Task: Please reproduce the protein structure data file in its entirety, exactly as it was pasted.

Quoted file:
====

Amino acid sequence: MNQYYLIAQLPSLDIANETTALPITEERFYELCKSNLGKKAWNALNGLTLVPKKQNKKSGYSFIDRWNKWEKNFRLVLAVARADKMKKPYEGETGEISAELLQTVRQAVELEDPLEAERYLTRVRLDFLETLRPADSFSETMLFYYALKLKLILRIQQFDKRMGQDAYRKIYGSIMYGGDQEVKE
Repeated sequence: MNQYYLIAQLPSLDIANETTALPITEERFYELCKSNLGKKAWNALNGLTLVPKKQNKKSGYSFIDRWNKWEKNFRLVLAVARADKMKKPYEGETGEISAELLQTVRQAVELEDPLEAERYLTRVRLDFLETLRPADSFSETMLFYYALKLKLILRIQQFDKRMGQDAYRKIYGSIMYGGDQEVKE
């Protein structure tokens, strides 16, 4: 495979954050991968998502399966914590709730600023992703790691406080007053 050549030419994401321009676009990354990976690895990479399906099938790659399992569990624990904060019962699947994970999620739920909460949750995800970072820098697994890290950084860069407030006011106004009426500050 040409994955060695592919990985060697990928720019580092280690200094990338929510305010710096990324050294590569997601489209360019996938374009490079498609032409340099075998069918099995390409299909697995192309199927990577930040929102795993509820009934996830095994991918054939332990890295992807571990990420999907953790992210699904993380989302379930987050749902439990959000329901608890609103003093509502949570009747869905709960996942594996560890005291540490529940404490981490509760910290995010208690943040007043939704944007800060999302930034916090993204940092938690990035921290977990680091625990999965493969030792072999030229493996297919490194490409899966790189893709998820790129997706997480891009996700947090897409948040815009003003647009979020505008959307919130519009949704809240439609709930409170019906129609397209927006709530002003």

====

Amino acid sequence: MNQYYLIAQLPSLDIANETTALPITEERFYELCKSNLGKKAWNALNGLTLVPKKQNKKSGYSFIDRWNKWEKNFRLVLAVARADKMKKPYEGETGEISAELLQTVRQAVELEDPLEAERYLTRVRLDFLETLRPADSFSETMLFYYALKLKLILRIQQFDKRMGQDAYRKIYGSIMYGGDQEVKE
Repeated sequence: MNQYYLIAQLPSLDIANETTALPITEERFYELCKSNLGKKAWNALNGLTLVPKKQNKKSGYSFIDRWNKWEKNFRLVLAVARADKMKKPYEGETGEISAELLQTVRQAVELEDPLEAERYLTRVRLDFLETLRPADSFSETMLFYYALKLKLILRIQQFDKRMGQDAYRKIYGSIMYGGDQEVKE
């Protein structure tokens, strides 16, 4: 495979954050991968998502399966914590709730600023992703790691406080007053 050549030419994401321009676009990354990976690895990479399906099938790659399992569990624990904060019962699947994970999620739920909460949750995800970072820098697994890290950084860069407030006011106004009426500050 040409994955060695592919990985060697990928720019580092280690200094990338929510305010710096990324050294590569997601489209360019996938374009490079498609032409340099075998069918099995390409299909697995192309199927990577930040929102795993509820009934996830095994991918054939332990890295992807571990990420999907953790992210699904993380989302379930987050749902439990959000329901608890609103003093509502949570009747869905709960996942594996560890005291540490529940404490981490509760910290995010208690943040007043939704944007800060999302930034916090993204940092938690990035921290977990680091625990999965493969030792072999030229493996297919490194490409899966790189893709998820790129997706997480891009996700947090897409948040815009003003647009979020505008959307919130519009949704809240439609709930409170019906129609397209927006709530002003």